Theme: Society & Culture | Content Type: Book review

Review: Labours of Love. The Crisis of Care, by Madeleine Bunting

Lynne Segal


| 9 mins read

It was fun while it lasted, neighbours meeting at a safe distance whilst clapping for carers. This was during Britain's first Covid-19 lockdown in March 2020. By autumn's second peak, there was little clapping, just mounting anxiety over all the ways government policies had failed us. Amid a third lockdown, in 2021, with over 100,000 dead—one of the highest per capita death rates in the world—people were simply waiting to be rescued by the rolling out of vaccines. Clapping is pointless when carers themselves no longer welcome it. They were working harder than ever, often still living with ‘in-work poverty’, their lives frequently at risk, and many already snuffed out by Covid-19.

It has left more people finally wondering why care itself has been for so long undervalued—paid or unpaid—despite being one of the most valuable of all forms of human labour. This is the crucial question that led writer Madeleine Bunting to produce her outstanding Labours of Love, her research completed just before the current pandemic. Bunting's framing is the knowledge that it is only through care that we become and remain human. Surely this is the lesson of 2020, as Bunting suggests in her preface, whilst conveying the hope that the pandemic may indeed engender change.

Caring is the key to human existence, yet it can be very challenging, especially when it remains marginalised in every sense. Bunting embarks on the difficult task of exposing the full complexities of care, with five years of intensive research into almost every form of hands-on care. She spent time in surgeries, hospitals, care homes, households, shadowing doctors, nurses, social workers, and carers of every stripe, including, importantly, those dealing with death.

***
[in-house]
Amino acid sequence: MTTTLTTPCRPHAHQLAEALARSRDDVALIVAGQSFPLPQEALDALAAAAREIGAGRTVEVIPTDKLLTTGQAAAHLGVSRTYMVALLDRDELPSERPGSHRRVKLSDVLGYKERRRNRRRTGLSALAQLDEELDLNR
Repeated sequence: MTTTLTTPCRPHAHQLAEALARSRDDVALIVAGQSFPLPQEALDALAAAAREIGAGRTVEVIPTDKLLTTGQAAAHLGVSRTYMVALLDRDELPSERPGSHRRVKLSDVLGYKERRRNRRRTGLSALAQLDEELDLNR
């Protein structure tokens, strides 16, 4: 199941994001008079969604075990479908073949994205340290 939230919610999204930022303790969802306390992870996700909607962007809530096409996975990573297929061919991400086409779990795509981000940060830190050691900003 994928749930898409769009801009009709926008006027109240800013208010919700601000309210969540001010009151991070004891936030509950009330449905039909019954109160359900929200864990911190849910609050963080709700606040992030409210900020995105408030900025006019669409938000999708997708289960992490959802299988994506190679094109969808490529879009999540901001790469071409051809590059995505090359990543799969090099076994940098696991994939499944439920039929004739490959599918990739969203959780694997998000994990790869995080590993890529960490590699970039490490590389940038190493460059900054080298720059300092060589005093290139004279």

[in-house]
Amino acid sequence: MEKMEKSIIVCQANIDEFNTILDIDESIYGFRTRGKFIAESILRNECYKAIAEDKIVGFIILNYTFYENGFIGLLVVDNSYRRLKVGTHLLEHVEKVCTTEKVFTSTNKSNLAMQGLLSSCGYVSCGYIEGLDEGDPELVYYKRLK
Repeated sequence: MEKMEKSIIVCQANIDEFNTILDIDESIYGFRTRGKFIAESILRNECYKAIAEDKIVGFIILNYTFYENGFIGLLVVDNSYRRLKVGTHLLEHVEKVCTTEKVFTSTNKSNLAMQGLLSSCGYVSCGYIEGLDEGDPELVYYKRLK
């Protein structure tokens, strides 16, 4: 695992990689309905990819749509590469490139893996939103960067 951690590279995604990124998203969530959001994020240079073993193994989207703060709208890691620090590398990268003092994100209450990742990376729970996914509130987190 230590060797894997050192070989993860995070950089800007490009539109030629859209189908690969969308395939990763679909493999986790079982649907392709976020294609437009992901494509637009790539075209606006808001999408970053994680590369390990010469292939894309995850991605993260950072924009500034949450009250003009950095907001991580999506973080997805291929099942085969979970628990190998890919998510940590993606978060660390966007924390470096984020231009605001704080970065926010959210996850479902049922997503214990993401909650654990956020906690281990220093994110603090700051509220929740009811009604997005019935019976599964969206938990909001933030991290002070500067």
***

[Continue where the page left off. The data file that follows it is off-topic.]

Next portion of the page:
Bunting insists that we need to expand our impoverished language of care, discussing the etymology of ‘care’ itself and related keywords between chapters—‘empathy’, ‘kindness’, ‘compassion’, ‘pity’, ‘dependence’, ‘suffering’—aware how glibly these are often invoked: ‘In a noisy culture which accords great significance to talking, the wordlessness of small actions can easily be overlooked.’ Meanwhile, the commercial world mendaciously incorporates affirmations of ‘care’ and ‘caring’ when marketing or delivering its wares, thereby eviscerating the substance of care.

With everybody now working long hours in paid work, caring has been increasingly outsourced and privatised, while a new managerial vernacular now dominates caring professions. It introduces sterile bureaucratic accounting, measuring compliance, risk-avoidance, regulation and outcomes, all at odds with the flexible creativity genuine caring requires. After all, the attentive, spontaneous nature of good caring relations involves those more subtle, tactile, visceral qualities necessary for communicating understanding, reassurance, comfort—far harder to encapsulate, let alone measure.

Hence the importance of Bunting's interviews in the heartlands of care, which often capture the elusive blend of attentive kindness that we know, intuitively, should be the essence of care. Her presence is felt throughout her reports, observing interactions not from a distance but—mirroring her theme—as a caring insider. In the process, Bunting highlights the overwhelming impediments faced at every level by carers and those in need, resulting in an unprecedented crisis of care. Whether in surgeries or hospitals, she finds that underfunding and bureaucratic surveillance leaves doctors and nurses vastly overworked, doing as much form-filling as patient care, leading to burnout, staff losses and recruitment failures.

Yet, if care in our public institutions is deteriorating, the situation surrounding social care is even worse—often on the point of collapse. Massive profits have been made from outsourced ‘care homes’, yet the resulting provision often affords little security for either their underpaid, overworked, untrained carers, or their care recipients. Unprofitable, strategically overleveraged care homes frequently shut down, creating ‘care deserts’ in poorer parts of the UK. Bunting captures the commitment of many care workers who, while knowing themselves demeaned as ‘just’ carers, suggest to her: ‘I am not bothered. I know I’m making someone's life a lot better.’